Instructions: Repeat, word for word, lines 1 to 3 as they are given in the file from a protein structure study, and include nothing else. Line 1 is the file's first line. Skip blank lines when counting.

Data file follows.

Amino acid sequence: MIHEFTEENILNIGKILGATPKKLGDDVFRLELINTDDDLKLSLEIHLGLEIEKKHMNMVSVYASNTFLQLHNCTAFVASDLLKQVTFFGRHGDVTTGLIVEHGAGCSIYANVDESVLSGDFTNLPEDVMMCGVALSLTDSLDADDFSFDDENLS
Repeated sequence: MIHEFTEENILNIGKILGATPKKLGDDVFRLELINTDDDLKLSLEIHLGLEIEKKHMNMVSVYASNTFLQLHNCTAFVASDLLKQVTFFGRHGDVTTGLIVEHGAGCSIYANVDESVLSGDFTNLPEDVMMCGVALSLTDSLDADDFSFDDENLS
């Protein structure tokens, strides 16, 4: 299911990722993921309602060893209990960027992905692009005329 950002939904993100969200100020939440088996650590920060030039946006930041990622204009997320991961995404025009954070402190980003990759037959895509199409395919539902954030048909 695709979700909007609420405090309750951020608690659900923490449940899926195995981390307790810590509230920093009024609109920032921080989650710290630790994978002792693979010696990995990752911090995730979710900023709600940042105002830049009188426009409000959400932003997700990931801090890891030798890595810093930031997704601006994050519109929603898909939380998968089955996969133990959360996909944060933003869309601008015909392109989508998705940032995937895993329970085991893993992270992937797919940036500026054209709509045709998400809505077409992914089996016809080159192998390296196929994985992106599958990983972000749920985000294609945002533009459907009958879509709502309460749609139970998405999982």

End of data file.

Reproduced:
Amino acid sequence: MIHEFTEENILNIGKILGATPKKLGDDVFRLELINTDDDLKLSLEIHLGLEIEKKHMNMVSVYASNTFLQLHNCTAFVASDLLKQVTFFGRHGDVTTGLIVEHGAGCSIYANVDESVLSGDFTNLPEDVMMCGVALSLTDSLDADDFSFDDENLS
Repeated sequence: MIHEFTEENILNIGKILGATPKKLGDDVFRLELINTDDDLKLSLEIHLGLEIEKKHMNMVSVYASNTFLQLHNCTAFVASDLLKQVTFFGRHGDVTTGLIVEHGAGCSIYANVDESVLSGDFTNLPEDVMMCGVALSLTDSLDADDFSFDDENLS
């Protein structure tokens, strides 16, 4: 299911990722993921309602060893209990960027992905692009005329 950002939904993100969200100020939440088996650590920060030039946006930041990622204009997320991961995404025009954070402190980003990759037959895509199409395919539902954030048909 695709979700909007609420405090309750951020608690659900923490449940899926195995981390307790810590509230920093009024609109920032921080989650710290630790994978002792693979010696990995990752911090995730979710900023709600940042105002830049009188426009409000959400932003997700990931801090890891030798890595810093930031997704601006994050519109929603898909939380998968089955996969133990959360996909944060933003869309601008015909392109989508998705940032995937895993329970085991893993992270992937797919940036500026054209709509045709998400809505077409992914089996016809080159192998390296196929994985992106599958990983972000749920985000294609945002533009459907009958879509709502309460749609139970998405999982």